Dismayed at a massive prison population and the continued socio-economic effects of having large sections of the population incarcerated for minor drug offenses, the federal administration is continuing a series of initiatives to reduce prison populations and help more prisoners become eligible for shorter sentences.

New rules announced by the Department of Justice will ensure that more federal prisoners are eligible for clemency. The Department of Justice estimates of thousands of prisoners currently serving drug sentences will be able to file applications, seeking clemency. Under clemency laws, the President can decide to commute the sentences of certain offenders, or even pardon them altogether.

The Department of Justice has also announced other efforts, including the reduction of sentences for persons convicted of certain types of nonviolent drug offenses. The federal administration is also moving forward in favor of rehabilitation and therapy as alternatives to prison incarceration for persons accused of nonviolent drug offenders. Earlier, these persons were subjected to sentencing guidelines that resulted in many years behind bars.

With these measures, the White House is simply following what the American public wants. Several studies released recently have indicated that the American public is no longer in favor of widespread and mandatory incarceration for persons who have been accused of minor or nonviolent drug offenses. A recent study recently released by the Pew Research Center also found that the American public is increasingly in favor of therapy and rehabilitation, especially for persons convicted of heroin and cocaine-related crimes. These are not offenders who are likely to be helped in any way by going through the prison system. What they need is immediate help for their substance abuse problem, and the system very often simply incarcerates them without any support or help for their addiction.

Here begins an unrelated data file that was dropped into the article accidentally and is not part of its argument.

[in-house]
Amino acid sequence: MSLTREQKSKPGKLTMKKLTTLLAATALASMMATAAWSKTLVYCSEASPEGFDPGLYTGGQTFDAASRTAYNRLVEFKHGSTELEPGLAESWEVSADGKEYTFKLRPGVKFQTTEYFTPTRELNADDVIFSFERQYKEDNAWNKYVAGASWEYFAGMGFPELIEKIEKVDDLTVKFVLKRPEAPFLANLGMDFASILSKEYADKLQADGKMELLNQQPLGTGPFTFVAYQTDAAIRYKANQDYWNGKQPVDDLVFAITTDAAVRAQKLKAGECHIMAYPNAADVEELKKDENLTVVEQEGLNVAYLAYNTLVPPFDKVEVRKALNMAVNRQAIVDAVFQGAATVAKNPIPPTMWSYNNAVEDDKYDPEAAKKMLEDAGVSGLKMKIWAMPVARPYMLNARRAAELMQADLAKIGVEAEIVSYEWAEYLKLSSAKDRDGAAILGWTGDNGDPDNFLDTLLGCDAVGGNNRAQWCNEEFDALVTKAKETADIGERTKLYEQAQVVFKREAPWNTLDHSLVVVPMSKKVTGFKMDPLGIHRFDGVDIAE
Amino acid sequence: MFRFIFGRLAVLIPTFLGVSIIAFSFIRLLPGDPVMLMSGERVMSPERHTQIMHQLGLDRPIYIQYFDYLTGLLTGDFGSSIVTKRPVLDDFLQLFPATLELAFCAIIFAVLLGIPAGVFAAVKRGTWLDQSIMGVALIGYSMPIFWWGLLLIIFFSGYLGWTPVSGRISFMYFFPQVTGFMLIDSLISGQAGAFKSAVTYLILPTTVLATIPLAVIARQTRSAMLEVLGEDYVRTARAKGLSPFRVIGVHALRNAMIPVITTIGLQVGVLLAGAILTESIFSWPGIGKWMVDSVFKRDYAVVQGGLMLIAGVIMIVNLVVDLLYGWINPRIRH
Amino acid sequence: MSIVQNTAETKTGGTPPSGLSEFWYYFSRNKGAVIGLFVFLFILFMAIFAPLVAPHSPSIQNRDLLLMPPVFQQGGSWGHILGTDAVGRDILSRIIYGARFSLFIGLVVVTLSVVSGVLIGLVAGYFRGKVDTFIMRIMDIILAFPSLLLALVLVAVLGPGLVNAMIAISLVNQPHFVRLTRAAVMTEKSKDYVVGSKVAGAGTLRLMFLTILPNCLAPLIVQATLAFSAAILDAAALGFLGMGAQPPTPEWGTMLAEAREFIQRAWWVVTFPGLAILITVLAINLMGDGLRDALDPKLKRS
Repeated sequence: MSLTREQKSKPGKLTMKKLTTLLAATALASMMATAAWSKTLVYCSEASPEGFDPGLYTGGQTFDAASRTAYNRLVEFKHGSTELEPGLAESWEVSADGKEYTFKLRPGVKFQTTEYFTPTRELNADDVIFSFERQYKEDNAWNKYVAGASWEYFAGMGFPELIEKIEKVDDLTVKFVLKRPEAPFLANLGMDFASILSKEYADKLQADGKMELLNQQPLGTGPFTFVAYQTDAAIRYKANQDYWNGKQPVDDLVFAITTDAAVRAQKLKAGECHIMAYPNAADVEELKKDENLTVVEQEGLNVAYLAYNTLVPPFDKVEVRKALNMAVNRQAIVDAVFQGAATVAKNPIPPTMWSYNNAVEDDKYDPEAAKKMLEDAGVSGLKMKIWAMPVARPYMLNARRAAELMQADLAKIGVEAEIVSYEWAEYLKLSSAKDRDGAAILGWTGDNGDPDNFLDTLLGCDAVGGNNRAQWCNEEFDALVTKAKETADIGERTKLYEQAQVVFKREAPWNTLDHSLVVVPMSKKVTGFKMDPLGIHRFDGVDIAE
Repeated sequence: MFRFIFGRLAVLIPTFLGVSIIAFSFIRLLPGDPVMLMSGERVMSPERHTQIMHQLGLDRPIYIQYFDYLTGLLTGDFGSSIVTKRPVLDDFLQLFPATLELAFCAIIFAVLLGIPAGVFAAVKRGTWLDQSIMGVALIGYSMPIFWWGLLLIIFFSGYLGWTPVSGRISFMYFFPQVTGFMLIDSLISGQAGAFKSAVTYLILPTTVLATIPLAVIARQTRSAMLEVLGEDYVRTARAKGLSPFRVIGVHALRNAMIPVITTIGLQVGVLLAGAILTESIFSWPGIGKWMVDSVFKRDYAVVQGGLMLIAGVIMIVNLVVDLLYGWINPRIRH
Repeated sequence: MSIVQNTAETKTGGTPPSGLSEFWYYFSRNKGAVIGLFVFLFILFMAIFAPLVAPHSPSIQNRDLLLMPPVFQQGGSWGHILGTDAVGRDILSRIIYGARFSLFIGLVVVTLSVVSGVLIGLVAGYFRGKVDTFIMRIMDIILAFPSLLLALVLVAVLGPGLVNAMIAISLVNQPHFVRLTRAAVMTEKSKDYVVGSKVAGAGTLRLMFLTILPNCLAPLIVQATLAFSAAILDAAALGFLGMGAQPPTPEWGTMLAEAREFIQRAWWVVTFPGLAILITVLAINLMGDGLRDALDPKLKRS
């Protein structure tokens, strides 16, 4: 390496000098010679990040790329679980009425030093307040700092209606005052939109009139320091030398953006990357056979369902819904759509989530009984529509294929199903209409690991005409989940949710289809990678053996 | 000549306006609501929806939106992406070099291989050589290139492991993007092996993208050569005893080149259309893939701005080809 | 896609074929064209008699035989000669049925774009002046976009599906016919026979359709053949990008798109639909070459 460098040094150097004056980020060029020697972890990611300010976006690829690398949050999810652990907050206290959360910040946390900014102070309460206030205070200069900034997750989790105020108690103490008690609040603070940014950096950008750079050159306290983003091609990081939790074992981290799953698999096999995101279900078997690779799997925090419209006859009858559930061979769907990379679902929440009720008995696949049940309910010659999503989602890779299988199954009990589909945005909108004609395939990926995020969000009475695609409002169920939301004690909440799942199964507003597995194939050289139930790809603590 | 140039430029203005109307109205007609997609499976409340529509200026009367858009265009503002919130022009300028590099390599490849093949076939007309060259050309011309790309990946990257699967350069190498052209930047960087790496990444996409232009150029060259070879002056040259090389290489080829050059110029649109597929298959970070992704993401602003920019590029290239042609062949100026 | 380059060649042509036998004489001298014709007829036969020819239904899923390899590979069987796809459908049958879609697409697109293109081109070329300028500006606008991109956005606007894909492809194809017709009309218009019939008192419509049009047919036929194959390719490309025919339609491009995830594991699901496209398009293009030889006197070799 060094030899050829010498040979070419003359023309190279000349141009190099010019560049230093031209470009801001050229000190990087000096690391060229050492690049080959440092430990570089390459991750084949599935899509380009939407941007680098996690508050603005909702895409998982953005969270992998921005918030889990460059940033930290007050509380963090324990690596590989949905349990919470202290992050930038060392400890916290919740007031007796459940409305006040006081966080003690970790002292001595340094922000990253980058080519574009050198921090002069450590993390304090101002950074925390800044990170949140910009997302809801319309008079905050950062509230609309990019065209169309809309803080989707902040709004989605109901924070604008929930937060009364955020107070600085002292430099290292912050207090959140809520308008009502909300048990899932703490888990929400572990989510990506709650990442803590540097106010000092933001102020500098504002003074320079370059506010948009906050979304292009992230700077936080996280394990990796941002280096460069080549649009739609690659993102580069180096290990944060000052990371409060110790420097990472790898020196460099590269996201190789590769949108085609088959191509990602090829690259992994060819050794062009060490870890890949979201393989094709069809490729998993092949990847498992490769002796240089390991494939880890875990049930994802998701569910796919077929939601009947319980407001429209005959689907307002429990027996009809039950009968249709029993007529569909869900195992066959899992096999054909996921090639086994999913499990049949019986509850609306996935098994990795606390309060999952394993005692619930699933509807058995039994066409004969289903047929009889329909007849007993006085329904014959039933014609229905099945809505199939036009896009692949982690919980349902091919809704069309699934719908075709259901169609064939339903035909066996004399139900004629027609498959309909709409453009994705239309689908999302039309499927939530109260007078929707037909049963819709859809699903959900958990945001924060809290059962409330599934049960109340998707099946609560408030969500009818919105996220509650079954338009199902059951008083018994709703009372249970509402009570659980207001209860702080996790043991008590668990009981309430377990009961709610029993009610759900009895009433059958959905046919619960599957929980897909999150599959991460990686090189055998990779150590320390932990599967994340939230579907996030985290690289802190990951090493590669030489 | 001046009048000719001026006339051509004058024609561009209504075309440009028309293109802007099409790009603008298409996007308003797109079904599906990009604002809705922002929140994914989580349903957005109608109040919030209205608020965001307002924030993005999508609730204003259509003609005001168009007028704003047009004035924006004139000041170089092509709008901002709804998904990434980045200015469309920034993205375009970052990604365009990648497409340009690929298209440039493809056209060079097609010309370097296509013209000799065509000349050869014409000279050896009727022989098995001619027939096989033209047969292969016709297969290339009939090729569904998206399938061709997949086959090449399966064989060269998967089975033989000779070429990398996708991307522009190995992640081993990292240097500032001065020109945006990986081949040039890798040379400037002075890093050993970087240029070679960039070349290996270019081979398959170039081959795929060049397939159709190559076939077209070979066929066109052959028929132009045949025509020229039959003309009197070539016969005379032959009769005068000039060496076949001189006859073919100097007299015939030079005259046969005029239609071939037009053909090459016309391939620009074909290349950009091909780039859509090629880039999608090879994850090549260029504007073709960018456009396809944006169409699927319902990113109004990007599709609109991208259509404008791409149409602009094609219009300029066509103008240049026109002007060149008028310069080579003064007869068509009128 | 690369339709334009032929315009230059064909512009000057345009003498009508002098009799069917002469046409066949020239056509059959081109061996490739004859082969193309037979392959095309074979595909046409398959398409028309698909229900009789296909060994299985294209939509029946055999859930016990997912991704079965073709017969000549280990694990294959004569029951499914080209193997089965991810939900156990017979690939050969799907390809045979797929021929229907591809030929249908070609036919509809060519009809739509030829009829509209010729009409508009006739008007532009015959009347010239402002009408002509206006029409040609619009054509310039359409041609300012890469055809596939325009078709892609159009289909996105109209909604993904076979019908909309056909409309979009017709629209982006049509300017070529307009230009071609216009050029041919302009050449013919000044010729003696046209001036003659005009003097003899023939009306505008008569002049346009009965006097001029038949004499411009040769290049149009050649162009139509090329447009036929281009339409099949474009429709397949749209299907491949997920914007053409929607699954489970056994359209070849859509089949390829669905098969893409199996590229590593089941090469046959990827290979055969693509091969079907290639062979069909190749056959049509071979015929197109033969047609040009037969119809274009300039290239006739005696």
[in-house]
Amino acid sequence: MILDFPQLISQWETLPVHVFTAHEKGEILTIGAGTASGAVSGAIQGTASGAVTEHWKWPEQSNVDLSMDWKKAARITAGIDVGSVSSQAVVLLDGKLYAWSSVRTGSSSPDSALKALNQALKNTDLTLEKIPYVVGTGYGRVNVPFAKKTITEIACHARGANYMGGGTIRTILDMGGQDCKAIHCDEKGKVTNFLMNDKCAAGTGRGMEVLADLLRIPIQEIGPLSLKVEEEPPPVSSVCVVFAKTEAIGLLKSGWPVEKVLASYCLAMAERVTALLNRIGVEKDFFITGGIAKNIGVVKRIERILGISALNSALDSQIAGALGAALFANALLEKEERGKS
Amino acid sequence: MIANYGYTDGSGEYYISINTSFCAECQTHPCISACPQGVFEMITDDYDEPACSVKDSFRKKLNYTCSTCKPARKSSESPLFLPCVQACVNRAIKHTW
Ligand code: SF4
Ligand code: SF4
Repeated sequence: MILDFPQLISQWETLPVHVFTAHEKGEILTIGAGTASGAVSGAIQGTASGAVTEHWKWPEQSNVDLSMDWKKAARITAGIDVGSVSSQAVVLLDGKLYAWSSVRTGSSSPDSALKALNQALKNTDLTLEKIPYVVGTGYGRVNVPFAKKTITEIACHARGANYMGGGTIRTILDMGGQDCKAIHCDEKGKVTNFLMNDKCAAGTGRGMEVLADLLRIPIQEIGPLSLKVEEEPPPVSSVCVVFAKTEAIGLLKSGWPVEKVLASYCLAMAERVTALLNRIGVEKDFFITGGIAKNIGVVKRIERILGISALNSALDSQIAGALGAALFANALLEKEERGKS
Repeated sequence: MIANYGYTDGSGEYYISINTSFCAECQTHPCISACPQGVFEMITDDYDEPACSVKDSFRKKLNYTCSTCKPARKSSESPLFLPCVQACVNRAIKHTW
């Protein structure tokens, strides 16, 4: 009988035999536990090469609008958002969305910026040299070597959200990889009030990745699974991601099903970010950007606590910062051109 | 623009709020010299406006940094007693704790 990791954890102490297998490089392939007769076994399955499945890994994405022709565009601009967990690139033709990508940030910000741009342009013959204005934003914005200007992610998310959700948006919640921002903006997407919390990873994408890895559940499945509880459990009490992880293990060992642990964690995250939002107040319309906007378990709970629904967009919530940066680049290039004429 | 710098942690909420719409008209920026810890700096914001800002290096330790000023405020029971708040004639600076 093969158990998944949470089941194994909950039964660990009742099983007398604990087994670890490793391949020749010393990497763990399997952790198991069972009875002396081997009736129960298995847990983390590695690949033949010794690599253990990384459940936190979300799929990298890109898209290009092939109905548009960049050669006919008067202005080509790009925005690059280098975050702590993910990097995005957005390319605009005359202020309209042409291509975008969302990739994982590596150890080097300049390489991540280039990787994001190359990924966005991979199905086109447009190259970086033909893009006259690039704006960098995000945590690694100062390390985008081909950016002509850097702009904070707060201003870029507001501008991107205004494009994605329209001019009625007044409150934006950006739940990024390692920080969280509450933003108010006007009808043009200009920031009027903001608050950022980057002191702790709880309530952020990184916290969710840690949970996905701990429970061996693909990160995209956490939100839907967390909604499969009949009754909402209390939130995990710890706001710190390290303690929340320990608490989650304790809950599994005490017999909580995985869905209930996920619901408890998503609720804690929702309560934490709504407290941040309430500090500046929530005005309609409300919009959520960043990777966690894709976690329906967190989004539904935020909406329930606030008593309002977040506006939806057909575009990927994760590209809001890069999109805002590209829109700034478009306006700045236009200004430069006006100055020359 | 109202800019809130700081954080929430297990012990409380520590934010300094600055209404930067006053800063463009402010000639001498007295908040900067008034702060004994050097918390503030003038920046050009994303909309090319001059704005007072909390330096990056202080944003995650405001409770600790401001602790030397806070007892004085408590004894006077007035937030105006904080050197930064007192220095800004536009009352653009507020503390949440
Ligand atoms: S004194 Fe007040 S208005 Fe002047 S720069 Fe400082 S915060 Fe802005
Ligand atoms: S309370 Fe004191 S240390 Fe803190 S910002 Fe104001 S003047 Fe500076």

With the new announcement, the Justice Department has also announced plans to assign more lawyers to go through the increased number of clemency requests that will now begin pouring in under the new guidelines. With the new initiative, more numbers of candidates will be identified for possible recommendation for clemency to the president. Candidates who do not present a clear public threat, who have a good prison record, and were sentenced under older and outdated laws, could be eligible for clemency.

Will lower incarceration rates mean higher crime rates? Not necessarily. A number of different reports have debunked the theory that higher rates of incarceration keep Americans safer. The reports find that on the contrary, lower levels of incarceration can possibly lower crime rates.

One report was released by the Sentencing Project, which found that states that have implemented substantial sentencing reforms to lower the numbers of people in prison in their states, have found their prison populations drop significantly as a result of those policies. Not only that, these states, according to the Sentencing Project report were actually able to bring about a substantial drop in crime rates as a result of those policies. The report specifically mentioned three states – New Jersey, New York and California – that have implemented lenient and more enlightened sentencing policies in order to deal with crimes.

If you have been charged with a crime, speak to a Denver criminal defense attorney as soon as possible.